It’s been hot. Extremely hot. We’ve had heat indexes topping 110. A few days ago the standard temperature was 99. My pool (at night) was 91.5. How warped is that?
As a result, I didn’t get to float on a raft and devour novels as much as I would have liked because the sun was blistering. I did, however, get to read several great tales before the sun turned toxic (see below). Click the Amazon link for the blurbs and learn more about each title.
The first three are novellas, perfect for reading on coffee or lunch breaks. All selections are 5-star reads, so dig in!
Voodoo or Destiny, You Decide
by Jan Sikes
Claire and her friend, Jade (who is descended from a New Orleans voodoo queen) are having a girls night with several bottles of wine. Jade is there to cheer up her friend who was recently dumped by her husband, Daniel, for a younger woman. Fueled by too much alcohol, the two friends decide to even the playing field by causing Daniel heartache. Jade suggests a voodoo doll ceremony and Claire hops on board. But the next morning, while dealing with a hangover, Clair receives shocking and unexpected news.
An entertaining short story that allows the reader to draw their own conclusion.
Genre: Occult Fiction > Occult Fiction > Short Reads
by Jan Sikes
I loved this story. Jewel is an innocent young girl just shy of 18 who has spent her entire life living in poverty. When her mother, struggling to raise Jewel and Jewel’s younger sister, Sara Sue on her own, becomes terminally ill, she makes arrangements for both girls to have a shot at a better life. For Jewel that includes an education in the ways of the world, men, and love.
If you like Cinderella stories, tales of love and sacrifice, this short story will warm your heart. Beautifully rendered and told, the HEA ending is a sweet wrap.
Genre: Contemporary Short Stories > Women’s Short Stories
A Soldier’s Children
by Jan Sikes
A lovely story that takes the reader from hardship to a well deserved HEA.
Fourteen year-old Jennifer is doing her best to care for her younger sister, hold down a part time job, and attend school—all because their mother deserted them, running off with a man she recently met. Their father has been MIA in Afghanistan for a number of years, leaving Jennifer no choice but to take on the role of provider if she wants to keep her and her sister out of “the system.”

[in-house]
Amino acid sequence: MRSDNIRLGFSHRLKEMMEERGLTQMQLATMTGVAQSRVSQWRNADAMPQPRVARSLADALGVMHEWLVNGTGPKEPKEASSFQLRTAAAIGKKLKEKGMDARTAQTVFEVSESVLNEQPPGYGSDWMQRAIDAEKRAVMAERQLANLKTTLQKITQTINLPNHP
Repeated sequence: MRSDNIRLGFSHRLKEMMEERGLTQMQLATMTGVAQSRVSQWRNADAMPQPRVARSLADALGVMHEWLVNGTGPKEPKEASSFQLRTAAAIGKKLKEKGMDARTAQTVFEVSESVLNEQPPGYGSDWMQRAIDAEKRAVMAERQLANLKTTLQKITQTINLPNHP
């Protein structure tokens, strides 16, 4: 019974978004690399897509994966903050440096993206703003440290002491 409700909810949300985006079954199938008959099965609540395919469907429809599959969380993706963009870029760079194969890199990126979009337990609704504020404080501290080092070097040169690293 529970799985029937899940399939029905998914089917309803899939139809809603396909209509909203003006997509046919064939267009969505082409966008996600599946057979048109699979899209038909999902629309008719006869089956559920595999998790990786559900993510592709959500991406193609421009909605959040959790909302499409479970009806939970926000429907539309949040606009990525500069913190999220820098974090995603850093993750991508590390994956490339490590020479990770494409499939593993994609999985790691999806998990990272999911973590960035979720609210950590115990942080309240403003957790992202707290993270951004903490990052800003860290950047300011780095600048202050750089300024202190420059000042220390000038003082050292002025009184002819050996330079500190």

The story starts off with a bang. Jennifer’s sister, Emily has gone missing at the amusement park where Jennifer works part time. The resolution to that scare is both sweet and heart wrenching, setting up a string of dominos that put the sisters closer and closer to being discovered. How long can Jennifer get away saying her mother is out of town, or home sick in bed? Although this is a short read, the ending is guaranteed to leave you with a smile and plenty of warm fuzzies. Most enjoyable!
Genre: Short Stories > Fiction Short Stories
The Night Before
by Wendy Walker
Laura and her sister, Rosie, along with Joe and Gabe, all grew up in the same neighborhood, tight friends from early childhood. Rosie and Joe are now married with a toddler, and Gabe has married. After her most recent relationship ends badly, Laura moves into her sister’s home to recover. It isn’t long before she connects with “Jonathan,” a man from an online site and agrees to a date. When she doesn’t return home the next morning, Rosie fears the worst.